My summer course, Poverty in the Global Economy, started this week.
Perhaps unlike most faculty, I really like teaching in the summer. I feel like students are a little less tense about grades, maybe, in June, and the longer class periods allow us uninterrupted time to study topics in detail.
And I appreciate the opportunity to journey with students, pushing their knowledge beyond their comfort level and, more importantly, helping them to integrate these new understandings into their social work practice.
It should be another rewarding month.
One of the books that I read as I prepared this particular course was Creating Room to Read, the founder’s memoir about leaving his corporate job to start a global charity focused on increasing literacy in the developing world.
One of the reflections that struck me was this:
There are social problems–crippling, devastating, completely unjust social problems–that we don’t really even see.
Like 200 million girls not going to school, largely because they are girls (p. 21).
And that has me thinking about visibility and proximity, about why global poverty is such a literally foreign concept to my students, even when they are fairly familiar with much of the U.S. social policy context, and about what it means for our chances of combating these social ills, this fact that we don’t really perceive them.
It can’t be, I don’t believe, just an ‘out of sight, out of mind’ thing. Not for my students, many of whom are very concerned about homeless veterans or victims of sex trafficking, for example, even if they don’t have much personal contact with those populations.
It can’t be pure access to information, since we have more information at our disposal, about global poverty or anything else, than we can possibly comprehend.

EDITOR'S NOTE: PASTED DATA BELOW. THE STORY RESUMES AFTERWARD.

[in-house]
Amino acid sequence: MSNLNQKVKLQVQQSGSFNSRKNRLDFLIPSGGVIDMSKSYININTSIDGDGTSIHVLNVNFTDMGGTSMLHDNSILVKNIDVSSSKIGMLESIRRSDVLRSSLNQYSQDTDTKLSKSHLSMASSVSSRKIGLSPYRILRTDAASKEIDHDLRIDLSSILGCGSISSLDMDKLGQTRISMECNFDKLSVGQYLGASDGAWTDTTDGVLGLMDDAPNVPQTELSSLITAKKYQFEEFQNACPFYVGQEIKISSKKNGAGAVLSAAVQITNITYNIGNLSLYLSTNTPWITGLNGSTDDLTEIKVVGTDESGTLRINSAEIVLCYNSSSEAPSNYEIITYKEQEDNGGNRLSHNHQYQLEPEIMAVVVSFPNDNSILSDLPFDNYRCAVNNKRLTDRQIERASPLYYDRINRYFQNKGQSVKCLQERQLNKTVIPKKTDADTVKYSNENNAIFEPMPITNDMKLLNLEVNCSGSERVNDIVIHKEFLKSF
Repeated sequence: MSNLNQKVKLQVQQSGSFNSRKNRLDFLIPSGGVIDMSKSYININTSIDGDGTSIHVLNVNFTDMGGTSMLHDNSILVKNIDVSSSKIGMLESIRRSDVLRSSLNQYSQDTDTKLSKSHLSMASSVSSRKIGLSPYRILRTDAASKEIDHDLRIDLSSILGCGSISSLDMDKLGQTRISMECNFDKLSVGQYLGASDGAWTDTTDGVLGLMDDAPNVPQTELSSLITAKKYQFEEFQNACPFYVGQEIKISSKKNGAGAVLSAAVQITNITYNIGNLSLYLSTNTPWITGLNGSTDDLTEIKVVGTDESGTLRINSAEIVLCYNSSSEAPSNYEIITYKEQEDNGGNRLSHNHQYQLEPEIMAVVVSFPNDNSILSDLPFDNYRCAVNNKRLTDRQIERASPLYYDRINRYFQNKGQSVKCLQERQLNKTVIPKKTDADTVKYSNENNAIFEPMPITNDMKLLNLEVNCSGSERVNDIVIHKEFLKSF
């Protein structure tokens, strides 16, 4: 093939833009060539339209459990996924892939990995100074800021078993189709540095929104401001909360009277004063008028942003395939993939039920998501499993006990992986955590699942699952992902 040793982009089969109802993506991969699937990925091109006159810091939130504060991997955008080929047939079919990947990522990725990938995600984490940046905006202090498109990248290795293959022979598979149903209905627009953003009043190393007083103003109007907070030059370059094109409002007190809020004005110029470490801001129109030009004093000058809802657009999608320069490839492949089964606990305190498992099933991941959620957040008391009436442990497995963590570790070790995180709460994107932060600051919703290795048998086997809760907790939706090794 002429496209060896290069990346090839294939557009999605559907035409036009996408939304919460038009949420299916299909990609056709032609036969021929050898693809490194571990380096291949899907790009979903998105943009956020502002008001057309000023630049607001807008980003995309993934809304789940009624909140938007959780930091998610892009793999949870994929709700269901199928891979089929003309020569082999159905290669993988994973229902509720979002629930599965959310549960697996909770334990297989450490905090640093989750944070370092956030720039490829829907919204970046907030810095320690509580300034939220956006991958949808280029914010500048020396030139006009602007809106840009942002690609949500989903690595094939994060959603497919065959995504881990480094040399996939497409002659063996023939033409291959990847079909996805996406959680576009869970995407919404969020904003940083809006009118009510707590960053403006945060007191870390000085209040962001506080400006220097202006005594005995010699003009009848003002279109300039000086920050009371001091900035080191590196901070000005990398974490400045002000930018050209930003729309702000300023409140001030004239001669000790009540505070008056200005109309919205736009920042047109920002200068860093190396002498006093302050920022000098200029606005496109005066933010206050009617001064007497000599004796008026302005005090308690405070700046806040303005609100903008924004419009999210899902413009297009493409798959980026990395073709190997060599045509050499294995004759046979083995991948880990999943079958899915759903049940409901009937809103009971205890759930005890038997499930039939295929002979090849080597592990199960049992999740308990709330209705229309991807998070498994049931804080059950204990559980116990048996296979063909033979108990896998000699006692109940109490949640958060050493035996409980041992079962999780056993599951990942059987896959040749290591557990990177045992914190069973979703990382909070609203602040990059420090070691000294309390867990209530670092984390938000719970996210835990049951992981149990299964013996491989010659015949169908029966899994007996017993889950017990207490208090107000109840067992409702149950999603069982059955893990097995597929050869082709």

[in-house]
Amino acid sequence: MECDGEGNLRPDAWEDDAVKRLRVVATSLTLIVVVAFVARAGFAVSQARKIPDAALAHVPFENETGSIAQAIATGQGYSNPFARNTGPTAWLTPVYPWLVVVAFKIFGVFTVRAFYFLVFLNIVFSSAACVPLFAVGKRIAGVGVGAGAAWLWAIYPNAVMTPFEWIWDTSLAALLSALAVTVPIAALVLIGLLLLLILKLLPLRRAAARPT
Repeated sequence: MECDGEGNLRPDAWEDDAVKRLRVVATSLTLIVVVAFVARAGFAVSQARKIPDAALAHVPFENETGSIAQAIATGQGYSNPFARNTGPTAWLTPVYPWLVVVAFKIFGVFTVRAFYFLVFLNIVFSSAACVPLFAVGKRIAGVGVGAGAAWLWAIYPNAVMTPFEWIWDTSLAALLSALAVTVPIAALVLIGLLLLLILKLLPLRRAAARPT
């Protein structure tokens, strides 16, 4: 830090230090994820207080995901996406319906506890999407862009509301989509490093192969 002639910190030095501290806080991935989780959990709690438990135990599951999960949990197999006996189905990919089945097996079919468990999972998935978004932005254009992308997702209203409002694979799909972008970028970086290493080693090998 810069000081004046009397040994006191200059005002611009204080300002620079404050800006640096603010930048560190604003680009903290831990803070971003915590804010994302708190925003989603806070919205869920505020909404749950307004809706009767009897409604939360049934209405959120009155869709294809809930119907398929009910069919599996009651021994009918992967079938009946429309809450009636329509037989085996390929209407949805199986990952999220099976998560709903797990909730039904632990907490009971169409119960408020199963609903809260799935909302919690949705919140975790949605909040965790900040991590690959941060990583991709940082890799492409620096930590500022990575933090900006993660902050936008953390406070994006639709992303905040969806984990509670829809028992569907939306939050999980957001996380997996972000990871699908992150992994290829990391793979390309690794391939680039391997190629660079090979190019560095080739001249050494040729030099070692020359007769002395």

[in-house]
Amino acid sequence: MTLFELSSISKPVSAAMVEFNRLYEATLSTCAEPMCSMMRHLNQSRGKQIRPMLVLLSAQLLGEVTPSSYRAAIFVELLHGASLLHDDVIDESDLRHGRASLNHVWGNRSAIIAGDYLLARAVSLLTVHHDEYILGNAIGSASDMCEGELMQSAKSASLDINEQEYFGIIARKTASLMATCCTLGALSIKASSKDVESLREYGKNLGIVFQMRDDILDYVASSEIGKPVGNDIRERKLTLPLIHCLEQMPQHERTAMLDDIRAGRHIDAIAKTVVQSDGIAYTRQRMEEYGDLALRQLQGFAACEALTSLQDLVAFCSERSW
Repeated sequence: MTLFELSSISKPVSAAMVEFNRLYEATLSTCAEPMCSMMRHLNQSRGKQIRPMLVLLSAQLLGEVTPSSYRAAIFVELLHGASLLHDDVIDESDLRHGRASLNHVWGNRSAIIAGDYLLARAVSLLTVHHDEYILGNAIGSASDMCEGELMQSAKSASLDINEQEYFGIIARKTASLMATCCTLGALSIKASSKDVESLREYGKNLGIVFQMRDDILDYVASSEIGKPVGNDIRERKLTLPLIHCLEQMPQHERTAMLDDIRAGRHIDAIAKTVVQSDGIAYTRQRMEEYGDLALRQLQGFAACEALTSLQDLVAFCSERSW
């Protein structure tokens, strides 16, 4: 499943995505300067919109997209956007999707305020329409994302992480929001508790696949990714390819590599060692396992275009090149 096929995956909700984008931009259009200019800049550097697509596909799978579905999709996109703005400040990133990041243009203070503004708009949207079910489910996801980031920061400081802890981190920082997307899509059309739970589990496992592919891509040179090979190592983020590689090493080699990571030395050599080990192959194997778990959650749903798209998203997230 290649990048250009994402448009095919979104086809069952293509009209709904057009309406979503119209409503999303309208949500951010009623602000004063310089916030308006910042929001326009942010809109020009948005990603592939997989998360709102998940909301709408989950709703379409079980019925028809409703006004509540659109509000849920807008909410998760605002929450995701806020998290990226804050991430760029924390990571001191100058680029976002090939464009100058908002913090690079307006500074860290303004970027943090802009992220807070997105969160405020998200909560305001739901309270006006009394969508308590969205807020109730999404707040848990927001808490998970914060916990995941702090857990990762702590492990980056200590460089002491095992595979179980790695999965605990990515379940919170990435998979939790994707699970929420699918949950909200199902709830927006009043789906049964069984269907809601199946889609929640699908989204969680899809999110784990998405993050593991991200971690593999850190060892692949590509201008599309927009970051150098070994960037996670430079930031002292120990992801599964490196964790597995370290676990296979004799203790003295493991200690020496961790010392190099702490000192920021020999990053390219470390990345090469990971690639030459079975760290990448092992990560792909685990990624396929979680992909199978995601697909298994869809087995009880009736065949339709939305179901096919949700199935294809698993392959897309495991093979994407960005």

So is it a function of the scale the problem and the scope of our potential response, and how we avert our eyes from that which we find overwhelming? Is it a willful ignorance, not because we don’t care but because we are trying to cope with limited resources and an abundance of pressing needs? Is it a self-conscious desire not to intrude upon others’ realities, in an effort to avoid harmful paternalism? Is it an emotional allegiance to those we perceive as being ‘like’ us, and a greater distancing from those we do not?
One of the foundations of this summer course is the idea of interdependence and the reality that we are affected, in ways immediately visible and distantly imagined, by these problems we studiously ignore. From terrorist attacks to infectious disease to environmental strains to shared prosperity and the promise of gender equality, what we don’t attend to elsewhere has a way of coming home.
My students and I will spend our June not ignoring those 200 million girls, or the women who die in childbirth, or the highly unfair trade rules that the United States negotiated for itself.
We’ll fix our eyes on what is often unseen, listen to voices seldom heard, and attend to action regularly left undone.
What are you doing this summer?